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The United States seized Iranian oil following a smuggling incident that heightened tensions in the Gulf


The US government has seized nearly a million barrels of Iranian crude oil it says was smuggled to China in violation of US sanctions on Iran, after threatening legal action for bringing the tanker into the waters Americans, according to newly released court documents. to show.

The seizure of oil from the vessel, the M/T Suez Rajan, is part of a larger and darker conflict with Iran. After the tanker began heading for the United States last spring, Iran’s Revolutionary Guard Corps seized two tankers in the Strait of Hormuz, prompting the US military to increase patrols and deploy troops. additional means to protect shipping lanes.

In July, Iranian state media said the commander of the Guards navy had warned that Tehran would hold Washington responsible if oil from the tanker was unloaded, without giving further details. On Wednesday, a senior Israeli defense official, speaking on condition of anonymity, said the seizure had sparked fresh fears that Iran could hijack more tankers in a bid to deter the United States from repeat this operation.

Court filings offer rare insight into what prosecutors describe as an oil smuggling operation that prevented the precise location of a tanker, falsified cargo records and deployed other techniques in an attempt to escape to US sanctions.

A Justice Department spokesperson said it plans to issue a statement on the matter soon.

While the court documents relating to this case had remained secret for months, elements of the actual seizure by the United States of the M/T Suez Rajan had remained in public view.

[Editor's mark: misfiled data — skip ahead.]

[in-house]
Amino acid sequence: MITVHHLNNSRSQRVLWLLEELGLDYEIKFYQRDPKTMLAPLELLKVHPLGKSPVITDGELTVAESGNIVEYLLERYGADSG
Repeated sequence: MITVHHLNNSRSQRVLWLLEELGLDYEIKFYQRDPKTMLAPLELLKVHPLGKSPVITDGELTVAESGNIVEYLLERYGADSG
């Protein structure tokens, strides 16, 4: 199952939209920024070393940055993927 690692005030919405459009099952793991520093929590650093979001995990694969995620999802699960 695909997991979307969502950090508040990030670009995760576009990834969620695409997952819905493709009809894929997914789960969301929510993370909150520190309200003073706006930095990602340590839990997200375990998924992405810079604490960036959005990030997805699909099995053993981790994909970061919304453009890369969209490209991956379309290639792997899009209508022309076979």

The tanker remained off the coast of Texas for several months because the government struggled to find a company willing to offload it and risk Iranian retaliation. The standoff prompted a bipartisan group of lawmakers last month to urge President Biden to complete the seizure, calling the delay due to such fears “unacceptable.”

United Against Nuclear Iran, a non-profit organization that includes many former US and foreign government security officials, first drew attention to the likelihood that the Suez Rajan was carrying illicit oil in February 2022, citing satellite images.

The organization’s chief executive, Mark Wallace, a former ambassador in the George W. Bush administration, said a Greek company that managed the vessel eventually brought another of its vessels to Texas to complete the unloading. He praised Empire Navigation, for braving what he described as transnational intimidation from Iran and finally “doing the right thing”.

But he added that the time it had taken to resolve the issue pointed to a larger problem and that his group had identified some 300 other tankers who may be involved in smuggling Iranian oil, based on data similar.

Christopher Man, an attorney representing Empire Navigation, did not respond to a phone and email request for comment. Empire Navigation agreed to cooperate and was granted a stay of charges agreement in April, court documents show, while a subsidiary that operates the ship, Suez Rajan Limited, pleaded guilty to conspiracy to violate US sanctions.